Getzel M. Cohen, The Hellenistic Settlements in Syria, the Red Sea Basin, and North Africa, Berkeley: University of California Press 2006

 

Week 5: Pompey and the Making of Roman Syria

Mandatory Readings:

A.R. Bellinger, “The End of the Seleucids”, in: Transactions of the Conneticut Academy of Arts and Sciences, 38 (1949), 51-102

A.N. Sherwin-White, Roman Foreign Policy in the East, 168 BC to AD 1, Norman, OK 1983

 

Optional Readings:

Appian, The Civil Wars, trans. John Carter, Harmondsworth: Penguin 1996

Fergus Millar, The Roman Near East, 31 B.C.-A.D. 337, Cambridge: Harvard University Press 1993, 80-126

 

Week 6: The Roman ABC (Administration, Beirut and Cities) in Lebanon

Mandatory Readings:

Kevin Butcher, Roman Syria and the Near East, London: The British Museum Press 2003, 79-121 and 223-269

Kevin Butcher and R. Thorpe, “A Note on Excavations in Central Beirut 1994-96”, JRA 10 (1997), 291-306

Fergus Millar, “The Roman Coloniae of the Near East: a Study of Cultural Relations”, in: H. Solin, M. Kajava (ed.), Roman Eastern Policy and other Studies in Roman History: Proceedings of a Colloquium at Tvärminne, 2-3 October 1987, Helsinki 1990, 7-58

 

Optional Readings:

Linda Jones Hall, Roman Berytus: Beirut in Late Antiquity, London: Routledge 2004

 

Week 7: Baalbek, Cults and Gods

Mandatory Readings:

Julien Aliquot, La vie religieuse au Liban sous l’Empire romain, Beyrouth, Presses de l’Ifpo 2009

Kevin Butcher, Roman Syria and the Near East, London: The British Museum Press 2003, 335-398

Andreas Kropp, “The Cults of Ituraeans in Heliopolis (Baalbek)”, JRA 22 (2009), 365-380

 

Optional Readings:

Margarete van Ess and Thomas Weber (ed.), Baalbek im Bann römischer Monumentalarchitektur, Mainz: von Zabern 1999

Erwin M. Ruprechtsberger, Vom Steinbruch zum Jupitertempel von Heliopolis/Baalbek, Linz

Youssef Hajjar, La triade d’Héliopolis-Baalbek, 3 Vols, Leiden: Brill 1977-85

 

Week 8: Christianization of the Countryside: Syrian Asceticism and the Case of Simeon the Stylite

Theodoret of Cyrrhus, A History of the Monks of Syria, trans. R.M. Price, CS 88, Kalamazoo: Cistercian Publications 1985

The Lives of Simeon Stylites, trans. Robert Doran, CS 112, Kalamzoo: Cistercian Publications 1992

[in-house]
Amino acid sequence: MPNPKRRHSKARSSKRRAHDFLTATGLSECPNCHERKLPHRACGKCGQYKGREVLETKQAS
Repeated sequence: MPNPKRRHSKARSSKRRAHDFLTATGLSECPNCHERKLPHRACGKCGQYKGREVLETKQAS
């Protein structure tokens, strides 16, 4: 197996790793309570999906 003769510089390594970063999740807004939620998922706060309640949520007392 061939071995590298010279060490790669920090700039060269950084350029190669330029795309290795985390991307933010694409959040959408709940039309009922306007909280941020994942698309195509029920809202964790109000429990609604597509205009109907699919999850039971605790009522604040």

Peter Brown, “The Rise and Function of the Holy Man”, JRS 61 (1971), 80-101

 

Week 9: Christian Doctrinal Controversies: the Making of the Maronites

Mandatory Readings:

Harald Suermann, Die Gründungsgeschichte der Maronitischen Kirche, Wiesbaden: Harrassowitz 1998

 

Week 10:  The Arab Conquest, Anjar and the Umayyads in Lebanon

Mandatory Readings:

Hugh Kennedy, The Great Arab Conquests. How the Spread of Islam changed the World We live in, London: Weidenfeld & Nicolson 2007, 66-97

Garth Fowden, Qusayar ‘Amra. Art and the Umayyad Elitein Late Antique Syria, Berkeley: University of California Press 2004, 248-326

 

Week 11: Beyond Antiquity: Crusader states and Ottoman Empire

 

Mandatory Readings:

William of Tyre, A History of Deeds Done beyond the Sea, trans. E.A. Babcock and A.C. Krey, 2 vols., New York: Octagon Books, 1976

Peter W. Edbury and John G. Rowe, William of Tyre. Historian of the Latin East, Cambridge: Cambridge University Press 1988

Denys Pringle, The Churches of the Crusader Kingdom of Jerusalem: Volume 4, The Cities of Acre and Tyre with Addenda and Corrigenda to Volumes I-III: A Corpus, Cambridge: Cambridge University Press 2009, 177-230

 

Week 12: Concluding Discussion – Preparations for Excursion

 

Assessment

Participants will be expected attend sessions prepared and partake actively in discussions of compulsory readings. Additionally, each participant will be asked to contribute one twenty to thirty-minute presentation. Grading will be based on attendance (10 %), participation (35 %) and presentation (55 %). The class can be taken without participating in the excursion next year. Those students who participate in the excursion will be asked to prepare a presentation for Lebanon as well.